Velma West – Iron Flapper – A sad ending to a sad life

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Virginia Brawdy

Two months later in September 1939, Virginia Brawdy was arrested in Van Wert, OH.  She had died her hair black and had been involved in several robberies of gas stations and stolen a car from a dealership saying that they wanted a test drive. She was returned to Marysville. In April 1941, Virginia was paroled.

Florence Sheline

October 1941 Florence Sheline turns herself into the Denver Police.  Florence did not go to Dallas with the other three, but went her own way.  She said she had been working as a waitress most of the time after her escape and had taken a Secretarial Class.  “I want to pay off my debt to society and make something of myself.  I suppose I’ll have about 2 years facing me when I get back but there will be no more attempts to escape. The temptation was just too much, I left with the other three.”  Florence was paroled January 1944.

Mary Ellen and Velma

Mary Ellen Richards, the one who had stayed with Velma throughout the escape was paroled December 1, 1943.

Velma West in her final days

From the time of the recapture, Velma was just an ordinary prisoner with no special privileges.  Her mother and sometimes her brother came and visited once a month.  Velma worked in the laundry and began have serious heart issues.

In 1950, The parole committee refused to hear from Velma, even though her mother pled with them to release Velma because of her bad health.  Velma had been classified by the prison as physically unfit to work for over a year.

Dr. George Watson diagnosis of Velma was ill with an almost complete heart blockage.  “It would be humane to release her, there is no question that her number is up.  But outside she would only live a couple of months, inside prison the good care and routine is all that keeps her alive.”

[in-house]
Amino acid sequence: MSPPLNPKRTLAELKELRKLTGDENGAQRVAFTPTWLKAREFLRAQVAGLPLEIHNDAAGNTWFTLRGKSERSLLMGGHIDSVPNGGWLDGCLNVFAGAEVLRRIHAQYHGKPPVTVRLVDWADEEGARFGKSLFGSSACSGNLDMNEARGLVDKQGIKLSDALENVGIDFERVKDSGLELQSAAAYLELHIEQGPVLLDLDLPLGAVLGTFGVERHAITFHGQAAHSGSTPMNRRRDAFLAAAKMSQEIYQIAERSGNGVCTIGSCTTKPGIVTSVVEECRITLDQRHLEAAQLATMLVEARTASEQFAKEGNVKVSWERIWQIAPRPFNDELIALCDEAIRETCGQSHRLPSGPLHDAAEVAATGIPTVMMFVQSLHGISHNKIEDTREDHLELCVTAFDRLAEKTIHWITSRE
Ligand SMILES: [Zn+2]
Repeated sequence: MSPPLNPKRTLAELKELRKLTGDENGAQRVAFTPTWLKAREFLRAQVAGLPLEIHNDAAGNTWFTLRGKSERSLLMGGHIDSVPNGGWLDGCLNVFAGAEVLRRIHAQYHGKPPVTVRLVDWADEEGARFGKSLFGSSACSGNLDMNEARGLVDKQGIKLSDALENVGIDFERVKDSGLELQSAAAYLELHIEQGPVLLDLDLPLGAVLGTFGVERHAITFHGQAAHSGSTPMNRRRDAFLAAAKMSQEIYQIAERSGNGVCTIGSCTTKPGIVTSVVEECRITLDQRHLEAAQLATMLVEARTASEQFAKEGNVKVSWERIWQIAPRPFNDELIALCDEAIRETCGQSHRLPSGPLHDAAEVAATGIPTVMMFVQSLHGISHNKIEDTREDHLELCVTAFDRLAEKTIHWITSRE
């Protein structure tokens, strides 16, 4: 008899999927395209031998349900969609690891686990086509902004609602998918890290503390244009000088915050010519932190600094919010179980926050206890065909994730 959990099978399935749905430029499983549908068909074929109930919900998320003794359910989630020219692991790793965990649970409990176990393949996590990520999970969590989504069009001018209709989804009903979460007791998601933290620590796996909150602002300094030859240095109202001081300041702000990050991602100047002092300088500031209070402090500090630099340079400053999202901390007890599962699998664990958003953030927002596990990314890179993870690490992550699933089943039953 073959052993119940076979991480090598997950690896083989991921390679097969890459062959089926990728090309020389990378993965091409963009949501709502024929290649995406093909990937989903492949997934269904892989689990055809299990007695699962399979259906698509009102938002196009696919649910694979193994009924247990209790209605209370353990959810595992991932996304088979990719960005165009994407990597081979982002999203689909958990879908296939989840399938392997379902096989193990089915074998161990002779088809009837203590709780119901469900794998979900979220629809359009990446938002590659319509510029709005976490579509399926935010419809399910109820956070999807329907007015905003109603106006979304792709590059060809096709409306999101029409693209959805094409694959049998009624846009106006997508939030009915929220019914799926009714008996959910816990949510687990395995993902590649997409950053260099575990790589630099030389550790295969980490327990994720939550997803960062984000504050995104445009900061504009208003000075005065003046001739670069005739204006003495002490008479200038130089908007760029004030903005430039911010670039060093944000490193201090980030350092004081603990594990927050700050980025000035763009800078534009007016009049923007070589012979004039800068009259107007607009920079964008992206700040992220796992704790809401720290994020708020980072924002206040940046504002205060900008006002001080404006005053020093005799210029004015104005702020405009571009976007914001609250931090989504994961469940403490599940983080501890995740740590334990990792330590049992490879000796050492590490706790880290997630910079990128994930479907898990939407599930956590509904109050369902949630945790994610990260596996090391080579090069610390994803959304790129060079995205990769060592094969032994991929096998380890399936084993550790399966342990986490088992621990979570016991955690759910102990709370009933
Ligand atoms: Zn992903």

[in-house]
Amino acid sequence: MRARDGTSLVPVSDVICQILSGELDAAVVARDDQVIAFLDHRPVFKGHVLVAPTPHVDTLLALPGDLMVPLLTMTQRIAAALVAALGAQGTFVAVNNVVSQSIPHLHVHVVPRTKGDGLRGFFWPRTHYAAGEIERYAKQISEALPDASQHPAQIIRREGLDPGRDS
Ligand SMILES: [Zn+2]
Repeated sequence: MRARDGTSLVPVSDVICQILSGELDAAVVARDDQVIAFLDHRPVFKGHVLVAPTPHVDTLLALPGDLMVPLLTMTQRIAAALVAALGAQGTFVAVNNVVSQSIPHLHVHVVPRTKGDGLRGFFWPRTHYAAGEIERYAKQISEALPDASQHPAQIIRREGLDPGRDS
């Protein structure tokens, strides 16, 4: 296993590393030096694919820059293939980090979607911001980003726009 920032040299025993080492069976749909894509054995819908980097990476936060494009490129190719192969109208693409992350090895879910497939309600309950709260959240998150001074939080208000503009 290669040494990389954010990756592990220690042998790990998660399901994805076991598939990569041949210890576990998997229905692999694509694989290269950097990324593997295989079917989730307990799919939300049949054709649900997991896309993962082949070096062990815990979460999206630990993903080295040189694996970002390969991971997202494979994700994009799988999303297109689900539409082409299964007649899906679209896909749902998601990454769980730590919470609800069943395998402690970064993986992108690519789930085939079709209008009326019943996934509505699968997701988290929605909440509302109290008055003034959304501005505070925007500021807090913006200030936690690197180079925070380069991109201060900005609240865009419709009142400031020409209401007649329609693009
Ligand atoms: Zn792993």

Margueritte Reilley wrote a book Prison Bars with Curtains.  In that book she called Velma her famous failure. 


“I was the prize fool Mrs. Reilley.  I don’t have much time now:  I’d like to spend it with my mother.  We need each other.”

 “We’re both getting old Velma,” was all the Superintendent said.


In 1958, Velma was interviewed by the Chillicothe Gazette.

Velma has a heart condition and has lived on borrowed time for at least 5 years.  She weighs 98 pounds.  She has no duties at the reformatory and spends most of her time in bed.  The reformatory Drama Coach encouraged Velma to write songs.  She wrote over 134 popular songs and 10 sacred ones.  She spends at least an hour a day on her music.  Hammering out tunes on an old upright piano. 

“I have changed.  I have become a Catholic since coming here.  Don’t think I just jumped right into it.  One year after I had been here, I tried to kill myself.  It didn’t work.  I was just despondent.

 “It may sound corny, but this is true.  We pray more from others than ourselves.  I committed a crime, took another human life.  Regardless of whether you are justified, you just don’t do that.   Every time I say Communion it is for my husband.  If his soul can’t be saved, I don’t want mine to be.  I pray for him every day.  It is my belief that God has let me live this long to let me do this.”

October 27, 1959 Velma West died in the Marysville Reformatory.  She was only 52 years old and weighed only 86 pounds. 

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